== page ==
Car parking - Site layout should consider the provision for on-site car parking. The planning of access to site will be affected by the positioning of these facilities therefore this should be regarded through the design process. Cars can be a distraction and a danger for individuals with autism and can also cause unnecessary anxiety.

Noise - Can be a constant disruption

Overlooking - The impact of overlooking should be considered both by the surrounding context of site and within the internal spatial arrangements and planning of any development. Overlooking can negatively impact on service users’ privacy.

On-site Activities - Consider the location on-site activities within any development. Though this limits exposure to the outside world it provides services that are in close proximity that can help encourage steps towards an independent life out-with care and assistance whilst within the safe confines of a familiar environment where appropriate behaviour and social cues can be learnt. Many with autism struggle to form relationships, on-site activities will help residents develop better interpersonal skills, promoting interaction with others.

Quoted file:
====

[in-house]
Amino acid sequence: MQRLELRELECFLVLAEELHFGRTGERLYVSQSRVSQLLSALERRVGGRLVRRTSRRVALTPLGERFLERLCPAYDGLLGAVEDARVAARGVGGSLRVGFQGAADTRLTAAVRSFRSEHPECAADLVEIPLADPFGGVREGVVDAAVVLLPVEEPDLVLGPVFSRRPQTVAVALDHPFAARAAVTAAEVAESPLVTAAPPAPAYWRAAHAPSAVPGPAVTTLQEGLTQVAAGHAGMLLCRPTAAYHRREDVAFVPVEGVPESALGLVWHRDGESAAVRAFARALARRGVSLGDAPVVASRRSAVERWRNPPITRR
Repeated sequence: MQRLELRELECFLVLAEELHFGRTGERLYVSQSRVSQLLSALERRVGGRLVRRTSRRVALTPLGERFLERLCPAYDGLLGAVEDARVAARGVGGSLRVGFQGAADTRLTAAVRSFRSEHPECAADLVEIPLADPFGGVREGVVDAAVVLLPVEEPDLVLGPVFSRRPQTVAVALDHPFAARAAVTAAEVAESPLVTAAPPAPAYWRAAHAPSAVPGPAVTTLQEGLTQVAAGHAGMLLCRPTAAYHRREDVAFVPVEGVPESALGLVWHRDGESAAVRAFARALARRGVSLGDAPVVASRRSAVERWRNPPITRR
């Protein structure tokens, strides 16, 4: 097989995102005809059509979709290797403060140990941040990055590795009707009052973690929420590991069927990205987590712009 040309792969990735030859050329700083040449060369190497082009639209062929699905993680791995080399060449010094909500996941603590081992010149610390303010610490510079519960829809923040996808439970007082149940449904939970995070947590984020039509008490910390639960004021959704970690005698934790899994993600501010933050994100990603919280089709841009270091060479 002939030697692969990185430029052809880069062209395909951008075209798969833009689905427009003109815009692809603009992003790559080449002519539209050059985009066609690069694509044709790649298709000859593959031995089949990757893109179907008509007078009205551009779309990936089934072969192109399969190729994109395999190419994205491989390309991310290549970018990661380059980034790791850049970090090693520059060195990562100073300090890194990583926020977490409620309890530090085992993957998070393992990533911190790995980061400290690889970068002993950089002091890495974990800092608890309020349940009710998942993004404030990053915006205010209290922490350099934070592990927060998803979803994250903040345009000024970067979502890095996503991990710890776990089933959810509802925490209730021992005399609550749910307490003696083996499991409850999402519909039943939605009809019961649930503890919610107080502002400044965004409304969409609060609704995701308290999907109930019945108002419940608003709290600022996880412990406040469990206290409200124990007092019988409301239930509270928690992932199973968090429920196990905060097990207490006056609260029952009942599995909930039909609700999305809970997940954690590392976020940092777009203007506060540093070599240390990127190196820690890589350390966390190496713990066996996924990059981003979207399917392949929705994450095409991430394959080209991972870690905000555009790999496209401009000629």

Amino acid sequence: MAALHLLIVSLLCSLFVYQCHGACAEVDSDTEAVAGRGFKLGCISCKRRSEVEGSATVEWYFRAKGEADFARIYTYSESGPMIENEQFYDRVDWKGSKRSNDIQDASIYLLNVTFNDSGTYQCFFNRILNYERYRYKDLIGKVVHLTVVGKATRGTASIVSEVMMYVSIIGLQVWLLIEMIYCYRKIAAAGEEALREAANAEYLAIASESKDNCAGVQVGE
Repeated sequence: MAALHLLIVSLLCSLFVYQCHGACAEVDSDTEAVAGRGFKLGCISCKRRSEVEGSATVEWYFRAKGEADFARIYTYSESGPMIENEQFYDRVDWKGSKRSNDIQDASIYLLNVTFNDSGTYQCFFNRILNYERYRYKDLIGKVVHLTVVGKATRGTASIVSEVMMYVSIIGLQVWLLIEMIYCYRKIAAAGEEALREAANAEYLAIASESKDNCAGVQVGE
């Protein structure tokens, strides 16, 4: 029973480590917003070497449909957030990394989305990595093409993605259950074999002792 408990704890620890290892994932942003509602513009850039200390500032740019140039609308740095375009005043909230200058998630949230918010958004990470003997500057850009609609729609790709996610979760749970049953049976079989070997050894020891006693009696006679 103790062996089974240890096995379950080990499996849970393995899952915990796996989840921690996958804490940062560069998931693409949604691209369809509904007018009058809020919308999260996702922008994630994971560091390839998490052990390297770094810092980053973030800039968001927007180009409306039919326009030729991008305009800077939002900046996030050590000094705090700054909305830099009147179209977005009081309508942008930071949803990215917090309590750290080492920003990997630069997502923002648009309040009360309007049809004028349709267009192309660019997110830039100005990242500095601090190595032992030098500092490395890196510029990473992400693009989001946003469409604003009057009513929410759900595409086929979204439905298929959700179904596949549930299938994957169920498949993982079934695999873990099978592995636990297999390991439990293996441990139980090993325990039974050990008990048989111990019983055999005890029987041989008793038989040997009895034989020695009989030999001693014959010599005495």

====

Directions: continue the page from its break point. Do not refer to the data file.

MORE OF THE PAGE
Future Provision - Strategies should consider adaptability and future requirements. Due to the limited provision for ASD facilities generally, sites should consider the possibility for future growth and Integrated Design Report | Brief Appraisal + Development | Page 99

the need for future development and expansion. •

Low Density - Single storey / low density massing is encouraged to allow accessibility for service users and service providers. Consideration to acoustics and the use of stairs should be undertaken if proposing two or more storeys.